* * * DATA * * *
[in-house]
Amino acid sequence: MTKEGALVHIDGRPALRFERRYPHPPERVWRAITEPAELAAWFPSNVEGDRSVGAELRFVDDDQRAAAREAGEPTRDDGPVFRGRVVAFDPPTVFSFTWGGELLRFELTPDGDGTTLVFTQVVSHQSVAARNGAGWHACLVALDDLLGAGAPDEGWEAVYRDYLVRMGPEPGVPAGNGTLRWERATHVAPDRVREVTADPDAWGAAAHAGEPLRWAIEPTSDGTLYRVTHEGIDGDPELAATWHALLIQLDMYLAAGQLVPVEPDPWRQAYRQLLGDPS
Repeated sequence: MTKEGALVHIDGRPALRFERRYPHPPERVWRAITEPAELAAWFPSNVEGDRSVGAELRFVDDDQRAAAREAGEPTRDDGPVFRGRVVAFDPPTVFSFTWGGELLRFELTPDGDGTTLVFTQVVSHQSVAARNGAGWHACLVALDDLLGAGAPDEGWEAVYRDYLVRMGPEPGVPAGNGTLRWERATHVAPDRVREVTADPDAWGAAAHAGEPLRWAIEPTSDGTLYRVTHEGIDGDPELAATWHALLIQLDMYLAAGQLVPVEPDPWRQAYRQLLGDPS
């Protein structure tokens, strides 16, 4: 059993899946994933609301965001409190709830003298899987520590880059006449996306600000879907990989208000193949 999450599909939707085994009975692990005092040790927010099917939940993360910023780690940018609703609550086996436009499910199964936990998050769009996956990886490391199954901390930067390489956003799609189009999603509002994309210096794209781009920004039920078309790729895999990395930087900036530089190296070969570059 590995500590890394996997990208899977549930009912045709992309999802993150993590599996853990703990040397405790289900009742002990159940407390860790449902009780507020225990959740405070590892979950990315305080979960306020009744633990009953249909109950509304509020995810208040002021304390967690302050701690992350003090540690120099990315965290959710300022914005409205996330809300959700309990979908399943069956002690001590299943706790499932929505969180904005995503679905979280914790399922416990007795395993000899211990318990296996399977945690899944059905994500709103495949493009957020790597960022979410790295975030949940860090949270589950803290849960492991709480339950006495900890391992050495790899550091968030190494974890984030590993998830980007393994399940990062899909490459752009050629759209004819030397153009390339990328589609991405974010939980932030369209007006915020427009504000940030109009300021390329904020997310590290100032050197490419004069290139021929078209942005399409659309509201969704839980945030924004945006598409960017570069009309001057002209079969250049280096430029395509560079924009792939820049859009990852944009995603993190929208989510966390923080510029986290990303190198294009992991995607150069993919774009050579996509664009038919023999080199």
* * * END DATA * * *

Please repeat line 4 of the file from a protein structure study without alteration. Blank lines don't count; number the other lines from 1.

């Protein structure tokens, strides 16, 4: 059993899946994933609301965001409190709830003298899987520590880059006449996306600000879907990989208000193949 999450599909939707085994009975692990005092040790927010099917939940993360910023780690940018609703609550086996436009499910199964936990998050769009996956990886490391199954901390930067390489956003799609189009999603509002994309210096794209781009920004039920078309790729895999990395930087900036530089190296070969570059 590995500590890394996997990208899977549930009912045709992309999802993150993590599996853990703990040397405790289900009742002990159940407390860790449902009780507020225990959740405070590892979950990315305080979960306020009744633990009953249909109950509304509020995810208040002021304390967690302050701690992350003090540690120099990315965290959710300022914005409205996330809300959700309990979908399943069956002690001590299943706790499932929505969180904005995503679905979280914790399922416990007795395993000899211990318990296996399977945690899944059905994500709103495949493009957020790597960022979410790295975030949940860090949270589950803290849960492991709480339950006495900890391992050495790899550091968030190494974890984030590993998830980007393994399940990062899909490459752009050629759209004819030397153009390339990328589609991405974010939980932030369209007006915020427009504000940030109009300021390329904020997310590290100032050197490419004069290139021929078209942005399409659309509201969704839980945030924004945006598409960017570069009309001057002209079969250049280096430029395509560079924009792939820049859009990852944009995603993190929208989510966390923080510029986290990303190198294009992991995607150069993919774009050579996509664009038919023999080199």